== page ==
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Originally Posted by D-cat I believe you should still do the /sbin/fsck.ext3 -ckfvy /dev/sda1 while in read-only (or booted from live CD - DO NOT RUN THAT COMMAND IN USER ...
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  1. #11
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    Quote Originally Posted by D-cat View Post
    I believe you should still do the

    /sbin/fsck.ext3 -ckfvy /dev/sda1

    while in read-only (or booted from live CD - DO NOT RUN THAT COMMAND IN USER MODE!) prior to continuing to use this drive.
    this is probably a stupid question but how do i know if i'm in user mode? i want to try this command but i don't want to mess something up

  2. #12
    Linux Guru D-cat's Avatar
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    First, if you have a graphical interface up, you're in user mode. If you're logged in as a user ("$" or ">" prompt), you're in user mode.

    What I mostly meant by that (which was incorrect, I was simplifying) was if the boot process completed. This would mean the root partition was remounted read-write, and all sorts of havock could be wreaked by the fsck. What you need is to make sure your root partition is mounted read-only (or not at all if from another boot source). As it sits, we have that confirmation...
    The root file system is currently mounted in read only mode. A maintenance shell will now be started.
    You should have a prompt that ends in a "#", this means you are in single user, or root user, mode. This is where you want to be (gives you permission to access the device directly). You may proceed. Then you can go make dinner, this will not be done for a while (few minutes to a few hours, depending on a number of factors... possibly over a day if damage is extensive on a really large hard drive).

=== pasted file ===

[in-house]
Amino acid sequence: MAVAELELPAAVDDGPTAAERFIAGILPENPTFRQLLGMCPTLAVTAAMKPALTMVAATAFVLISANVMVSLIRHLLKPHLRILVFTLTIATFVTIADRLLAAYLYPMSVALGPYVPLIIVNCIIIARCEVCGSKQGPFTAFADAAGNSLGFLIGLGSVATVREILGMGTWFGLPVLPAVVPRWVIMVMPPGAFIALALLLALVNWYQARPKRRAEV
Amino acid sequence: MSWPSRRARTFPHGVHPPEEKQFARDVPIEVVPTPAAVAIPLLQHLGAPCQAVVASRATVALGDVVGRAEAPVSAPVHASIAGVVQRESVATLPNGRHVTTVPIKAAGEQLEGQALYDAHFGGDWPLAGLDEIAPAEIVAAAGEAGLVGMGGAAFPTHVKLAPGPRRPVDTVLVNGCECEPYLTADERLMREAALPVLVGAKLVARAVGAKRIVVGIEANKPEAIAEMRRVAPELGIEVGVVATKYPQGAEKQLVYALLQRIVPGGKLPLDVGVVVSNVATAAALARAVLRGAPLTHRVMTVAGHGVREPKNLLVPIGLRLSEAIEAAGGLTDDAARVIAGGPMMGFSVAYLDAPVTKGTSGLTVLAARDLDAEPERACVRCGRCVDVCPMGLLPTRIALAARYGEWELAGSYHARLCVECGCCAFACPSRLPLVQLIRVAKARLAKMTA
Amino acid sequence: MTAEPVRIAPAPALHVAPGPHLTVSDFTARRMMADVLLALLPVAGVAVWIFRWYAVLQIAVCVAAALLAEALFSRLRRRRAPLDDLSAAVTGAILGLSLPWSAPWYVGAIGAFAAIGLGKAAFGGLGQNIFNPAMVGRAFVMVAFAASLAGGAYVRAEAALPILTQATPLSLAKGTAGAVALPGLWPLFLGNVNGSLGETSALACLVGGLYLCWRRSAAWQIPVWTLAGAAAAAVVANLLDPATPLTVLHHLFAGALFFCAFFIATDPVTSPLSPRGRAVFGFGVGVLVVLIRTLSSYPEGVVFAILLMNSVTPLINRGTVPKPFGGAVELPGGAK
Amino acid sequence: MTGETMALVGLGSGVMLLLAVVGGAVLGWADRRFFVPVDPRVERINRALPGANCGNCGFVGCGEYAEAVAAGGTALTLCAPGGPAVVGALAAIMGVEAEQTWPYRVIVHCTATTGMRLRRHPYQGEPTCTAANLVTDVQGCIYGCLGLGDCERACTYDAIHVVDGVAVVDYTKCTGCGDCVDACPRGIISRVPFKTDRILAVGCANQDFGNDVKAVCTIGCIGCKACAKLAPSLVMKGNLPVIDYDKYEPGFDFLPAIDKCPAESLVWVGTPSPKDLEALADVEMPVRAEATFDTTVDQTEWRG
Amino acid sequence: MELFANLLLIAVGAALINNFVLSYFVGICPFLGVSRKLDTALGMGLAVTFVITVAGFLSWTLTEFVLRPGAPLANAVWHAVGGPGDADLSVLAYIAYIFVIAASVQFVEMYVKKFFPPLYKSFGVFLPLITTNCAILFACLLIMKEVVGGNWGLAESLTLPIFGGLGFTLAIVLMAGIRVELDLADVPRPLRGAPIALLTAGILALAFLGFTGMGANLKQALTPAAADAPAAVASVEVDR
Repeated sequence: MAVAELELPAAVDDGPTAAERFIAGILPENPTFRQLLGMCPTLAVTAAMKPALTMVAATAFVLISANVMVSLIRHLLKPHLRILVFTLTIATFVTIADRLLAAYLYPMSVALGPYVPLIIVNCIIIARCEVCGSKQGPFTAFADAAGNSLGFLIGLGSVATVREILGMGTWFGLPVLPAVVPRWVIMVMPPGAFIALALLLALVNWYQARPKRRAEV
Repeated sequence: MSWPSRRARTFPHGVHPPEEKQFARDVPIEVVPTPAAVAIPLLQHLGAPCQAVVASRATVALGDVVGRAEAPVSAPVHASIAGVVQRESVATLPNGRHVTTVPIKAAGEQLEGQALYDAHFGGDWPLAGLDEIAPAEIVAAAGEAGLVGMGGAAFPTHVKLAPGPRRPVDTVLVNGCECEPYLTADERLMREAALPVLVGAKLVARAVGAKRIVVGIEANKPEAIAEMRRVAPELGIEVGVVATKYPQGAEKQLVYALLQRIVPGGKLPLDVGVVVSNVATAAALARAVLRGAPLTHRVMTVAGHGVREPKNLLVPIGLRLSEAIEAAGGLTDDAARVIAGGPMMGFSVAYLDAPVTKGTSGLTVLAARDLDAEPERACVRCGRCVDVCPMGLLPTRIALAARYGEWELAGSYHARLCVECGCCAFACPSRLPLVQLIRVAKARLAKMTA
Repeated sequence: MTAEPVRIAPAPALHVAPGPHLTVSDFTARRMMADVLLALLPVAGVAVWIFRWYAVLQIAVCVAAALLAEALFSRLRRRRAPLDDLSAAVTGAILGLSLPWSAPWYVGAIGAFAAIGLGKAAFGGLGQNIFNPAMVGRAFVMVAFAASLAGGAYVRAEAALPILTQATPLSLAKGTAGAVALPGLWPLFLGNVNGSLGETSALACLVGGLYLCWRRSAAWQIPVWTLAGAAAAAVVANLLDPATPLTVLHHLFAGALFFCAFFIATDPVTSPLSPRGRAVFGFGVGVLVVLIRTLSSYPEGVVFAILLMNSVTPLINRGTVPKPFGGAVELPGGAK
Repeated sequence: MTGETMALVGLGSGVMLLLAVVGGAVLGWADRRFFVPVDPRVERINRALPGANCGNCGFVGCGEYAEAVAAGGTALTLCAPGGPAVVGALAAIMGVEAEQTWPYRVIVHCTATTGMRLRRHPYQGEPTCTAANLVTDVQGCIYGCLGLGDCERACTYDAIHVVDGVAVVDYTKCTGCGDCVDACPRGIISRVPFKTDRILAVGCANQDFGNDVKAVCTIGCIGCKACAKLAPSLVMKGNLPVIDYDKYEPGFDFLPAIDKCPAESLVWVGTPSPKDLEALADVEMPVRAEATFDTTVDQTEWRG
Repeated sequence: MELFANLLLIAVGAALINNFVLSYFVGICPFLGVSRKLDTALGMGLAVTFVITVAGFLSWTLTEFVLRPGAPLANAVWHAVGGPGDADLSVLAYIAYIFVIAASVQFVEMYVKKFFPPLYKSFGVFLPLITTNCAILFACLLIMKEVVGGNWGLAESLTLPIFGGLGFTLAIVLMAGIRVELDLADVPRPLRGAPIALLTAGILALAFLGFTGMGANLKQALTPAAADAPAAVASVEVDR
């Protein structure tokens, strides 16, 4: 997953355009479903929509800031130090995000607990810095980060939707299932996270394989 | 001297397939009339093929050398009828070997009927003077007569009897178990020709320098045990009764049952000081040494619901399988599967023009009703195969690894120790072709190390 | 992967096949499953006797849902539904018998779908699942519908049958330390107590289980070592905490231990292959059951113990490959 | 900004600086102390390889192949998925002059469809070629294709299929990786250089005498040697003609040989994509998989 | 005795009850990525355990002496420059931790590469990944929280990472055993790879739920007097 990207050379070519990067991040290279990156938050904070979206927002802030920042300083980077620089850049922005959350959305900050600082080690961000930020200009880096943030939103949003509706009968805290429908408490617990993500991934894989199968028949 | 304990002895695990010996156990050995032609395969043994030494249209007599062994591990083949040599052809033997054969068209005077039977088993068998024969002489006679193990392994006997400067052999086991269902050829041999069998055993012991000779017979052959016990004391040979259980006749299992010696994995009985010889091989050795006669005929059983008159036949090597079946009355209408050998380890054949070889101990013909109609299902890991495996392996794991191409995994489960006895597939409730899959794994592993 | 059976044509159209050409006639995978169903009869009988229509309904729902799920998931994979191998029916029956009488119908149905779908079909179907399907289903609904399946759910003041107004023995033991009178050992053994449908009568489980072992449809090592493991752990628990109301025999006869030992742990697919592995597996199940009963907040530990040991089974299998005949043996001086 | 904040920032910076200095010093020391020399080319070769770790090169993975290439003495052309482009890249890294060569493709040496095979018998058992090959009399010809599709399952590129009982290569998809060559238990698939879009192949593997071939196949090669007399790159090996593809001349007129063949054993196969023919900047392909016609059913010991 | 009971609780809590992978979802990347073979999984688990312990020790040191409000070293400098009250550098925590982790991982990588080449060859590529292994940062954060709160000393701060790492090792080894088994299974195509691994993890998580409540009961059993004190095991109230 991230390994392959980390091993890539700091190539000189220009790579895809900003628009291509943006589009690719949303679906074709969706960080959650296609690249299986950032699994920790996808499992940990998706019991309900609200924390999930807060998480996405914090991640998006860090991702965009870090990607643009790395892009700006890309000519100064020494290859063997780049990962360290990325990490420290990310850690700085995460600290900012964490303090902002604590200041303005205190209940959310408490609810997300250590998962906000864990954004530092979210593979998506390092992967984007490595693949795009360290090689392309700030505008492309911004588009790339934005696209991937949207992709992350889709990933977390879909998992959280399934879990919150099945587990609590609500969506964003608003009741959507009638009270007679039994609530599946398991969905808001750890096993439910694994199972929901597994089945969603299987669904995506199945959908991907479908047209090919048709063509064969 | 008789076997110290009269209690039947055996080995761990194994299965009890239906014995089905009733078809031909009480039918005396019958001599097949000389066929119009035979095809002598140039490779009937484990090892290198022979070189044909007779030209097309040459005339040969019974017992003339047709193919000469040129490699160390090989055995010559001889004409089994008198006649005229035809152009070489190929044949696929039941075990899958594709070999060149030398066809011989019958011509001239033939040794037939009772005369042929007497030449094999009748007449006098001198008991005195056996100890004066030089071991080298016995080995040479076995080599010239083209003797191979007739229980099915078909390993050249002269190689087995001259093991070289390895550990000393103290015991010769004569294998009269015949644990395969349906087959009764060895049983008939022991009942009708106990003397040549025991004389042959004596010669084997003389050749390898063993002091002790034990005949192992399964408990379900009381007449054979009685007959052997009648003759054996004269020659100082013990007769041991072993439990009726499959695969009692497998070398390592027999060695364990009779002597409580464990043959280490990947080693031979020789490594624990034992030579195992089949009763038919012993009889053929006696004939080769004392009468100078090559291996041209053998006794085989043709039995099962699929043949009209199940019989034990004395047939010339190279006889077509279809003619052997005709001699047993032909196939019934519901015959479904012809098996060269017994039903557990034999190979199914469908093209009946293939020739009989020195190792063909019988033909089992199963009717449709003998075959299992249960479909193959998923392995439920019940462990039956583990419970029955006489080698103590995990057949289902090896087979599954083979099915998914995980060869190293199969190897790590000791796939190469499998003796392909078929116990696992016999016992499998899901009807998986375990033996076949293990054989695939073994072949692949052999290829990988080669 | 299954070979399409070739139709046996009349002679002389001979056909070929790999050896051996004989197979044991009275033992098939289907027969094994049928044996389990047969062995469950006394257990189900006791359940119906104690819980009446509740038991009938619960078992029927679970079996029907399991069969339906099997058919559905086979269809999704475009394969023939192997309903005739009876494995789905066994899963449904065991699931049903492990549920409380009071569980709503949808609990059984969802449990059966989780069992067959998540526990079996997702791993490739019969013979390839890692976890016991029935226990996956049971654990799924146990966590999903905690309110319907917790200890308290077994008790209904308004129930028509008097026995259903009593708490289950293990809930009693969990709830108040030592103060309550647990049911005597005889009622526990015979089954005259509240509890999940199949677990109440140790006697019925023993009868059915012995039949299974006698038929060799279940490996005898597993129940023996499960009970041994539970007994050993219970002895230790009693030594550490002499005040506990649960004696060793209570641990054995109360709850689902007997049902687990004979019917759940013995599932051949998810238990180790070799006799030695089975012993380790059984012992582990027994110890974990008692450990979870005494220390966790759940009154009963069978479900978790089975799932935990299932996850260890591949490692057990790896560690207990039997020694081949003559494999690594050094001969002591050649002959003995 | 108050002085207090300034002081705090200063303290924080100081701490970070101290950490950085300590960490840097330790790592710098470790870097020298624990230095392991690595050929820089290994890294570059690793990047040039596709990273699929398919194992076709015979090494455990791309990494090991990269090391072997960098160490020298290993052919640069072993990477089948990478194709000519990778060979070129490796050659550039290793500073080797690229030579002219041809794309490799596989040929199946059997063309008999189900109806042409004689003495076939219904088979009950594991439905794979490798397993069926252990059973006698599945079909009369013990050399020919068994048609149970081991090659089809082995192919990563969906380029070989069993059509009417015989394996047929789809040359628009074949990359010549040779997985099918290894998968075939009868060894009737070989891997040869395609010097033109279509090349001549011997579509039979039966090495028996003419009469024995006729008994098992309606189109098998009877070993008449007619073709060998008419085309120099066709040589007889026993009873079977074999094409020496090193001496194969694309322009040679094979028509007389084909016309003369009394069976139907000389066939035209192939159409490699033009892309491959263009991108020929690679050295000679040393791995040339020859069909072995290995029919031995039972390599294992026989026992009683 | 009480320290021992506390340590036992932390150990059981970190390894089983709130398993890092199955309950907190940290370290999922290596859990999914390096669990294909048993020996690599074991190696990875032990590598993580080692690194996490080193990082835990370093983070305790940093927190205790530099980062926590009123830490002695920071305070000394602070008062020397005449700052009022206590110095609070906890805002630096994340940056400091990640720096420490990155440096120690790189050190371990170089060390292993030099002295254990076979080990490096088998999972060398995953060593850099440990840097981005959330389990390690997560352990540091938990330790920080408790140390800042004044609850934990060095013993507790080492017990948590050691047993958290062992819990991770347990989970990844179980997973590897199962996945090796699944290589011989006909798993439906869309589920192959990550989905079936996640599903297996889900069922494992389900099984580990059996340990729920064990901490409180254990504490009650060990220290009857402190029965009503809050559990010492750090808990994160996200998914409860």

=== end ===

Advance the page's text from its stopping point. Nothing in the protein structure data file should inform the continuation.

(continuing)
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    Quote Originally Posted by D-cat View Post
    /sbin/fsck.ext3 -ckfvy /dev/sda1
    I ran that command as you said. It found some bad stuff and fixed them i think. then it ran again until it got back to an open command prompt. i just entered exit and so it restarted without any hangups. i then just shut it down completely and that's where its at now.
    i noticed when it restarted that it did not say it was doing any of the drive check stuff it normally shows when kubuntu is loading. do i have to do something else now to get it to check its own drives upon start up like it up like it used to do?

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    fsck is invoked with a quick check at every boot anyway, just to check if the shutdown was clean. Only if it wasn't (or a certain number of days determined at format has gone by) does it invoke a preened check of the filesystem, automatically fixing small common problems related to a system crash. If it finds something more serious, it ends the way it did to you above, with a message that a more serious problem was found and you need to manually fix it.

    Do you remember what the "bad stuff" was that it found? It may make the difference as to whether the drive is now safe to use or if it should be replaced sooner than later. I'd sugest you don't save anything on there you can't afford to lose until you are sure the drive is stable.

    edit: To answer your request

    If you wish to force the drive to check itself at mount every day, use the following:

    sudo tune2fs -i 1d /dev/sda1

    or, to force it at every boot

    sudo tune2fs -c 1 /dev/sda1

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    thanks for the help. i think i should take a beginning linux class at the local cc this summer.

  7. #16
    Linux Guru D-cat's Avatar
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    This is not a bad idea. You can also check on a local Linux users group. Here's a starting point:
    Linux Online - User Groups

    Check out what they offer before choosing one. Some are more focused on technical aspects while others are more about general user education and workshops. Good luck!

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